The content is developed from sources believed to be providing accurate information. The information in this material is not intended as tax or legal advice. It may not be used for the purpose of avoiding any federal tax penalties. Please consult legal or tax professionals for specific information regarding your individual situation. This material was developed and produced by FMG Suite to provide information on a topic that may be of interest. FMG Suite is not affiliated with the named broker-dealer, state- or SEC-registered investment advisory firm. The opinions expressed and material provided are for general information, and should not be considered a solicitation for the purchase or sale of any security. Copyright 2017 FMG Suite.

Thinking of Retiring Abroad?

According to a 2015 report from International Living Magazine, Ecuador tops the list of places to retire abroad. Panama ranks second, followed by Mexico, Malasia, and Costa Rica.¹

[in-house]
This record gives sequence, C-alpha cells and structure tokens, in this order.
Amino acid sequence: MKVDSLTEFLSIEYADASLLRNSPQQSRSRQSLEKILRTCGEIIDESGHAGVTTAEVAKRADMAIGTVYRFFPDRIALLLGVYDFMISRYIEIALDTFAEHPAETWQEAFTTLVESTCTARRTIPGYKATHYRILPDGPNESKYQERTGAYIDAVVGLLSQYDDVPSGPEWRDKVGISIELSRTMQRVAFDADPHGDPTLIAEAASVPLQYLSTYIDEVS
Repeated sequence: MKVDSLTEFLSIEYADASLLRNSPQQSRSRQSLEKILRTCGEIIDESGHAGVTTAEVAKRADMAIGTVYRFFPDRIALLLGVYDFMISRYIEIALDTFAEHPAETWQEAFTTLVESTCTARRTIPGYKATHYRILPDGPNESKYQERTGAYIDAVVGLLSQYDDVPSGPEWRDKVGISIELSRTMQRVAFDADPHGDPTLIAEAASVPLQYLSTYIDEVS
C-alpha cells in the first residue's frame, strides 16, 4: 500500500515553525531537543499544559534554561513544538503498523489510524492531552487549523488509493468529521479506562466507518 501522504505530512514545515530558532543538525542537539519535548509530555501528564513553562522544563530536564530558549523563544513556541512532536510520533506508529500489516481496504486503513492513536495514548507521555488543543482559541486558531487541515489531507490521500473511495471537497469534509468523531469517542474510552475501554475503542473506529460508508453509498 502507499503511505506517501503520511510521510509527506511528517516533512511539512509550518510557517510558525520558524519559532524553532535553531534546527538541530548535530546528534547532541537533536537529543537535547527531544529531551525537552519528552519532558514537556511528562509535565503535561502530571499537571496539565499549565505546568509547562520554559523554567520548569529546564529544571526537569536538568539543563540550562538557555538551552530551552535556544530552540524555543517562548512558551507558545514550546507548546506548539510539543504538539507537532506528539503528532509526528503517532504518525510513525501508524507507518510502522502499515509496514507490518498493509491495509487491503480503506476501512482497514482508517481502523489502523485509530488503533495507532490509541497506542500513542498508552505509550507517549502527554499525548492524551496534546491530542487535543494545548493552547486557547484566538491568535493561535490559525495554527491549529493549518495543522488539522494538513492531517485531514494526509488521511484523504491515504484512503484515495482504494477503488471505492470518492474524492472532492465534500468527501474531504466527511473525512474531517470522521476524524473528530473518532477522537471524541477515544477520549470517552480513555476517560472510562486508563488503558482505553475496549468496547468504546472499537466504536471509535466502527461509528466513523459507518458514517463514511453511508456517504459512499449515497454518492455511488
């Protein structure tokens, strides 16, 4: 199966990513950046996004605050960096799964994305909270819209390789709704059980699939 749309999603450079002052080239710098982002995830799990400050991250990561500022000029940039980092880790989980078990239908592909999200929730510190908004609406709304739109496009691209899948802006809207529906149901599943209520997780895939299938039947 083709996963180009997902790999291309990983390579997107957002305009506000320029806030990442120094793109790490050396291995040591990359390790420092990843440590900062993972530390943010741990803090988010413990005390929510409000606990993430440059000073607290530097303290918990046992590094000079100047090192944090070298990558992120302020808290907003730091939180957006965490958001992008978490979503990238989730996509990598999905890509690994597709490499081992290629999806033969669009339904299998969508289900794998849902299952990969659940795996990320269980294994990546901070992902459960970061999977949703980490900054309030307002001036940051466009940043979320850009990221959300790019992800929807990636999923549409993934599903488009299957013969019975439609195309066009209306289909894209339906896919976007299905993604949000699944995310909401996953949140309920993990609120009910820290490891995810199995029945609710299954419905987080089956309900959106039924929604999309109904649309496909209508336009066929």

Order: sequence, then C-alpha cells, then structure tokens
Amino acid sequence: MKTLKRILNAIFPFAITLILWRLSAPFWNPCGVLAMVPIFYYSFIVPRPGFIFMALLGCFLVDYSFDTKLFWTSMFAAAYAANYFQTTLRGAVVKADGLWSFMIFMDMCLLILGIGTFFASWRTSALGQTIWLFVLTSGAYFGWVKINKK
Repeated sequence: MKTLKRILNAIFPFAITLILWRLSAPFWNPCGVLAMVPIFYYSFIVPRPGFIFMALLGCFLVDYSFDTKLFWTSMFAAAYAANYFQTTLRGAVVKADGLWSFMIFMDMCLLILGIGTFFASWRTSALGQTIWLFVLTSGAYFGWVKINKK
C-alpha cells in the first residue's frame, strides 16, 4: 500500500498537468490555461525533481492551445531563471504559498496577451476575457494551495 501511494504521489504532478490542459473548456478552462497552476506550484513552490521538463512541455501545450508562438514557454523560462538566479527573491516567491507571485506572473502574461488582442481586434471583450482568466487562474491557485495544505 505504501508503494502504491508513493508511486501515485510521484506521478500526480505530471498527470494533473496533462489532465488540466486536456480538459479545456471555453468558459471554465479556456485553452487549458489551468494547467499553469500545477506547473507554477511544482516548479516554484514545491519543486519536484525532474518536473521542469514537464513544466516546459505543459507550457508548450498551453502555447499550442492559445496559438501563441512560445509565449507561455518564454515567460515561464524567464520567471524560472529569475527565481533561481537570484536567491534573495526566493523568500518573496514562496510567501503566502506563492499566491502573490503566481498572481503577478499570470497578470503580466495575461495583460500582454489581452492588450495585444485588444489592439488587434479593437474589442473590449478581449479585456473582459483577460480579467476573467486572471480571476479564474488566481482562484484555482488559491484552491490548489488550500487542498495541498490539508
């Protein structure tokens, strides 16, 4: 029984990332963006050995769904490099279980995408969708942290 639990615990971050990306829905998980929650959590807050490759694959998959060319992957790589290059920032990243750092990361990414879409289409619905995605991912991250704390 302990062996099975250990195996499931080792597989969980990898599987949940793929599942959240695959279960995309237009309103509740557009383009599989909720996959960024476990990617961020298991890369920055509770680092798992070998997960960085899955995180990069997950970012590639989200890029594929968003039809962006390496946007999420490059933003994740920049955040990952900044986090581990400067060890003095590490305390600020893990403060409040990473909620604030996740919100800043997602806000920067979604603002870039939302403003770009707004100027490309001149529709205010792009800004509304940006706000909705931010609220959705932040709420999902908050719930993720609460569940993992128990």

Many retirees consider moving out of the country in search of greater affordability, adventure, and a change in lifestyle. However exciting retiring abroad may sound, it deserves considerable planning.

Things to consider

  1. Where do you want to retire?

    There are many starting points for this search, but primary considerations may include cost of living, stability of the country, access to health care, the type of experience you desire, and the climate.

    Engage your spouse in the conversation since both of you need to be happy and excited in order for a move to work long term.

  2. Visit prospective candidates

    Test drive the country you are considering. No amount of research from your living room can replace being on the ground experiencing the people and actual living conditions.

  3. Check visa and residency requirements